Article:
Upfronts 2012: ABC looks to rebuild Sundays, beef up Fridays
NEW YORK — ABC is hoping the soap doesn’t entirely wash off on Sundays.
In announcing a slate of new prime-time shows for next season that includes six dramas and four sitcoms, Paul Lee, president of the ABC Entertainment Group, is looking to rebuild the network schedule on a competitive night, one that recently saw the retirement of long-running nighttime soap “Desperate Housewives.” The third-place network is nearing the end of a season that generated a few breakout hits, such as Sunday-night fantasy drama “Once Upon a Time,” but also more than a few duds, like the short-lived cross-dressing comedy “Work It.”
“It’s a great start, but there’s a lot of work to do,” said Lee, as he presented his lineup to advertisers at Lincoln Center that included appearances by cast members from the hit show “Modern Family” and another stinging monologue from the network’s late-night host, Jimmy Kimmel.
The network is essentially in the same position as last season with its average prime-time audience falling less than 1 percent to 8.4 million, according to Nielsen. But more troubling, its young-adult audience fell 4 percent, making the network fourth in that demo, behind Super Bowl-boosted NBC.
In a schedule he described as “doubling down,” Lee is out to shore up ABC's Sunday lineup by moving its sudser “Revenge” into the 9 p.m. slot, formerly occupied by “Desperate Housewives.” Though Lee praised it as being one of the season's most-buzzed-about shows, “Revenge” registered middling ratings.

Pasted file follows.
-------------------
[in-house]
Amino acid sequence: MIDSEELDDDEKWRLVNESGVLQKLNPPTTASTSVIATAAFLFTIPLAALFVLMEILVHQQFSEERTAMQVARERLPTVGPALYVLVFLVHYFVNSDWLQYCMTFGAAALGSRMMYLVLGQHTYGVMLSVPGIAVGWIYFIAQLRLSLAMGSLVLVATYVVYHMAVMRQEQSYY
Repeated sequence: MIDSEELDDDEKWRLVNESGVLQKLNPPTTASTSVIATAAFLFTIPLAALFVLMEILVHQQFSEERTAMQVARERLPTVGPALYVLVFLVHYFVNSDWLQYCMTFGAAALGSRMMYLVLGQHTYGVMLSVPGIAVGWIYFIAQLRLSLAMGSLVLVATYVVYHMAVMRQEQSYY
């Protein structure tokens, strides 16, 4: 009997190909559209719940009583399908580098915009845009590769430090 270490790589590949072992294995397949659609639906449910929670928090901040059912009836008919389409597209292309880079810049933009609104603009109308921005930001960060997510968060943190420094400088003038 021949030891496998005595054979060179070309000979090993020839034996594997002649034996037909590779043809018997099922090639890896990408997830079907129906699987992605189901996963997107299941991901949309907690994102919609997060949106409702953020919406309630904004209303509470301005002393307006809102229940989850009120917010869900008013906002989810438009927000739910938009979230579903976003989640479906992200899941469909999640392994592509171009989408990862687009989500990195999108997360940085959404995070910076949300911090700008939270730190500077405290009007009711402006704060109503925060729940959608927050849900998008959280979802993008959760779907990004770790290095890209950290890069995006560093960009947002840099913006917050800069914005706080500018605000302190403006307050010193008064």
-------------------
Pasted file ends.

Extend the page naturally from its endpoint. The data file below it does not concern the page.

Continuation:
“Sunday night will be a battle between good and evil from 8 all the way to 11,” Lee told a reporters in a conference call on Tuesday, alluding to the fairytale-themed “Once Upon a Time.”
The network’s other soap, “Nashville,” will take over “Revenge’s” 10 p.m. slot on Wednesdays — a former problem slot for the network that the drama seemed to have fixed. The new show will naturally feature plenty of music and stars Connie Britton (“American Horror Story,” “Friday Night Lights”) as a country star at her peak and another singer, played by Hayden Panettiere, on the rise.
The network isn’t ignoring its funny bone, however. After all: “It was just a few short years ago, it was pretty hard to find laughs on ABC,” joked Ed O’Neill, who stars as Jay on “Modern Family,” to the crowd.
Wednesday night will remain a strong comedy block for ABC with returning sitcoms “The Middle,” “Suburgatory” and “Modern Family.” Joining the lineup will be “The Neighbors,” which stars Jami Gertz and Lenny Venito as a couple who discover their new neighbors are aliens.
Meanwhile, the network will expanding its comedy to a few more nights. On Tuesdays, returning “Happy Endings” and “Don’t Trust the B---- in Apt. 23” will be sandwiched between the “Dancing With the Stars” results show and “Private Practice.” On Friday nights, historically a hard time to attract viewers, “Last Man Standing” and a new Reba McEntire comedy called “Malibu Country” will join the lineup beginning in November.
“We want to bring family comedies back on ABC on Fridays,” Lee said.
Reality favorites such as “The Bachelor,” “Shark Tank” and “Dancing with the Stars” will all be returning — "DWTS” will even get an “All Star” edition, something Kimmel noted was ironic: “How many times can we lie to you in a single title?” he quipped.
An upfront tradition, Kimmel once again mocked his own network and his boss. But the late-night host couldn’t resist going after rival network CBS, which again can boast the most viewers — though many have aged out of the advertiser-desired 18-49 demographic.
“They really do have their finger on the pulse of viewers who have almost no pulse,” said Kimmel. “CBS is going to stay in their lane — they’ll have their turn blinkers on the whole time, but they’ll stay in their lane.”
— Yvonne Villarreal
Photo: Cast of "Modern Family" at ABC's Upfront presentation. Credit: Ida Mae Astute / ABC.